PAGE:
Investors may be taking too many risks in over-priced markets because they are underestimating potential volatility, warns the Bank of England's risk chief.
Measures of volatility are low because investors can buy insurance cheaply – but Alex Brazier said that is akin to driving more dangerously because car insurance costs have come down.
"Measures of actual and implied volatility are often used as an indicator of risk to inform investment decisions. When they're low, the world appears less risky, so less compensation appears to be needed for risk," said Brazier, the Bank's executive director for financial stability strategy and risk.
"The trouble is that these are not measures of risk. They are a reflection of the risk appetite of those selling insurance. Taking on more risk because implied volatility is low is the equivalent of ignoring the road conditions and driving faster because your insurance got cheaper as a herd of new entrants flooded the car insurance market."
This could be building up problems for the future, he said.
"When accidents start to increase, the whole thing can go into reverse. Those who had been selling insurance can incur losses. What might have looked like a profitable insurance business won't do so any more," he said in a speech at the Brevan Howard Centre for Financial Analysis at Imperial College Business School.
"The terms on insurance can shift abruptly. The result: driving speeds slow down to a snail's pace. In markets, this means price adjustments, whatever triggered them, might be followed by sharp withdrawal of cheap insurance, which removes the need for dealers to act as a stabilising influence – leading to greater market volatility and sharp reduction in risk appetite. Market moves are amplified."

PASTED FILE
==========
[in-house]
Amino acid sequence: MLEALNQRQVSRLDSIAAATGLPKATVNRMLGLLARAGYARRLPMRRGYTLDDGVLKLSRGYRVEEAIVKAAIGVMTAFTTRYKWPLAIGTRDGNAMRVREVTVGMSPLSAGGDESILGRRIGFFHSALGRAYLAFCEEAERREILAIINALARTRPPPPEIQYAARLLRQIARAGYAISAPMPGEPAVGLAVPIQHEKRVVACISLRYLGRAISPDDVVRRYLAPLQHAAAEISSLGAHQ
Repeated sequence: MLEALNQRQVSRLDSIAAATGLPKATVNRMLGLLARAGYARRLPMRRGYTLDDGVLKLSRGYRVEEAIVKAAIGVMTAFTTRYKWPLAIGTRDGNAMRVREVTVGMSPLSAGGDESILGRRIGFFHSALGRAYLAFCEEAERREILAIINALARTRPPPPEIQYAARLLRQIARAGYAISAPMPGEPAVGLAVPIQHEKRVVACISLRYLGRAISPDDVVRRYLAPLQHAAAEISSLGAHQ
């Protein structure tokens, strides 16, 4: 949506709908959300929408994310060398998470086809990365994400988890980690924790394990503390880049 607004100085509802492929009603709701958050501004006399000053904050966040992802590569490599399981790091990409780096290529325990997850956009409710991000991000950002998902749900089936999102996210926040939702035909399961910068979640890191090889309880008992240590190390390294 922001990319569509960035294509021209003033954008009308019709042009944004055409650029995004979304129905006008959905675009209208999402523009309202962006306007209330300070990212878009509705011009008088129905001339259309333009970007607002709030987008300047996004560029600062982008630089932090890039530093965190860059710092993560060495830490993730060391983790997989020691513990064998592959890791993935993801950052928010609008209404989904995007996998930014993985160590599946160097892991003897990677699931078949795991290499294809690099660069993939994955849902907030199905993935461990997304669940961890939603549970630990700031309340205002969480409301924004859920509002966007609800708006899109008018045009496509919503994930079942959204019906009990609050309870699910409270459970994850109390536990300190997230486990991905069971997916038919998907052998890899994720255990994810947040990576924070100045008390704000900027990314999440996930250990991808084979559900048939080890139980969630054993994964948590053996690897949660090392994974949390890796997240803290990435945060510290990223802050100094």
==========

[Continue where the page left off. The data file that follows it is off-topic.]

The Bank of England is investigating the potential risk posed by this apparent and misleading fall in volatility measures.
Its Financial Policy Committee has commissioned a review of the use of these derivatives, he said.
Taking on more risk because implied volatility is low is the equivalent of ignoring the road conditions and driving faster because your insurance got cheaper.
Brazier also warned that bond markets may be vulnerable to a crunch, if open-ended funds – which are now big buyers of bonds – have to offload bonds rapidly.
A lack of investment bank trading and warehousing of bonds may mean there is too little liquidity available to absorb large moves, leading to rapid falls in prices.
"It's possible that just as corporate bond markets have become less liquid, they may have become susceptible to greater selling pressure after a shock," Brazier said.
"We may have more of a mismatch of liquidity. That could amplify any price adjustment."
The use of open-ended funds, which typically give quick access to investors who want their cash but cannot sell their own assets instantly, presents more risks.
"If a fund is selling assets in timeframes shorter than typically needed to obtain the market price, then redemptions result in a transfer of value to redeeming from remaining investors. When investors think others might redeem, they might face an incentive to run to the exit," he said.
"Unless it can be corrected through appropriate pricing arrangements in the fund, this structure might create an advantage to getting out first. Existing 'swing pricing' arrangements go some way to doing this but may not be sufficient to correct it fully."